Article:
Morphable surfaces

MIT scientists find a way using golf ball-like morphable surfaces, to reduce drag and improve efficiency of vehicles.   Image © MIT    Watch the video…

Studies of aerodynamics have shown that while a ball with a dimpled surface, has half the drag of a smooth one at lower speeds, at higher speeds that advantage reverses.

So the ideal would be a surface whose smoothness can be altered, and this is what the MIT researchers developed.

In the lab, the morphable surface can have its surface texture changed at will, simply by changing the pressure inside, using a pump.

When the inside preassure is reduced, the flexible material shrinks, but the outer layer, being stiffer, gets wrinkled as it shrinks, just ‘like a plum drying in the sun to become a prune.’

Reis, an assistant professor of mechanical engineering and civil and environmental engineering, said:

“Numerous studies of wrinkling have been done on flat surfaces Less is known about what happens when you curve the surface. How does that affect the whole wrinkling process?”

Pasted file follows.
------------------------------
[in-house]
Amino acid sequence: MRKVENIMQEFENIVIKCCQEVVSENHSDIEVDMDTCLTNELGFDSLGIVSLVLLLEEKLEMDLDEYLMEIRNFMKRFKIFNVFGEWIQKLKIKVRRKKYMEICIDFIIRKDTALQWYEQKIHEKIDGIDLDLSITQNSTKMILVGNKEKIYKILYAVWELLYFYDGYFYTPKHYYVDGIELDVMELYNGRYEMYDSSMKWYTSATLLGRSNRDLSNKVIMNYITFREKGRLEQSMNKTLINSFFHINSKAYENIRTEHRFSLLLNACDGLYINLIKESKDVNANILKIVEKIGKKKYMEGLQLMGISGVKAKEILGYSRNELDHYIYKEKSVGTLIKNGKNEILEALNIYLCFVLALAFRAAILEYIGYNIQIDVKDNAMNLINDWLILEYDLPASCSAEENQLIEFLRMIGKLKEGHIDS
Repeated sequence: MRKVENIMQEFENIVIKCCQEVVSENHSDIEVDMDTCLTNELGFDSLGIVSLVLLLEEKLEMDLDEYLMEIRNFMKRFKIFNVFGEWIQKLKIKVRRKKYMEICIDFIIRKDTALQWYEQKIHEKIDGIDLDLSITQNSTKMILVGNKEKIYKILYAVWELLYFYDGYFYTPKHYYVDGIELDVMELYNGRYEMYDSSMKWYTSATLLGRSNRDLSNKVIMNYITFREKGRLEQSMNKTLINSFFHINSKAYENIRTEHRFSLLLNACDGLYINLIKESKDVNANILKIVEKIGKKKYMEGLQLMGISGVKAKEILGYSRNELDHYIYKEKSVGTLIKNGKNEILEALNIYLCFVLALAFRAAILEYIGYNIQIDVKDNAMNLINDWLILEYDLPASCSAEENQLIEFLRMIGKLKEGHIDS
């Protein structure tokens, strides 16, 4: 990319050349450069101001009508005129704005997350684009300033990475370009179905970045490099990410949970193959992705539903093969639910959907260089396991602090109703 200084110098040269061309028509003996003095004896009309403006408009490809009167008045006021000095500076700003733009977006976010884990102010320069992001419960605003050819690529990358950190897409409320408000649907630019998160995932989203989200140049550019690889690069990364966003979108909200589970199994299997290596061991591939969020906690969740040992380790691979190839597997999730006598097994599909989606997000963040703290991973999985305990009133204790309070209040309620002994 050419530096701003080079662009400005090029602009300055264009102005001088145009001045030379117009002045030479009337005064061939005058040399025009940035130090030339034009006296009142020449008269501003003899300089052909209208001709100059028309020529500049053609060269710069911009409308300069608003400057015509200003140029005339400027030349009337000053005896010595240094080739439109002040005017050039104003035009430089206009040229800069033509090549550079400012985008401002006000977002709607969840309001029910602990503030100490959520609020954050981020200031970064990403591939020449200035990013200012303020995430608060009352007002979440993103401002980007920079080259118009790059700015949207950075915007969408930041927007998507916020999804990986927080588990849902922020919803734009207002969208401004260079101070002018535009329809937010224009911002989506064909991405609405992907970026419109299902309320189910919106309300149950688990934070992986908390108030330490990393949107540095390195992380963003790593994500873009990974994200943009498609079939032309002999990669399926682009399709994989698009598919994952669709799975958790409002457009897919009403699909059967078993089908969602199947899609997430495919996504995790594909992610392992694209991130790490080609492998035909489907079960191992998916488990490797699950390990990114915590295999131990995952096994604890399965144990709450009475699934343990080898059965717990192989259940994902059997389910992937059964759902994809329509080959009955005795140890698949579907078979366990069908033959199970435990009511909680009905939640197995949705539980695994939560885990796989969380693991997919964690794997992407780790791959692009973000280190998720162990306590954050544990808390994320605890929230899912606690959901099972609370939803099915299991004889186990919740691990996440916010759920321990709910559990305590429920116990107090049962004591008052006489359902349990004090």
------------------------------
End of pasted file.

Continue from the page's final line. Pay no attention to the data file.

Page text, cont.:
We realized that these samples look just like golf balls.We systematically tested them in a wind tunnel, and we saw a reduction in drag very similar to that of golf balls.”

John Rogers, a professor of materials research and engineering at the University of Illinois at Urbana-Champaign who was not involved in this work, said:

“It represents a delightful example of how controlled processes of mechanical buckling can be used to create three-dimensional structures with interesting aerodynamic properties. The type of dynamic tuning of sophisticated surface morphologies made possible by this approach would be difficult or impossible to achieve in any other way.”

Read more: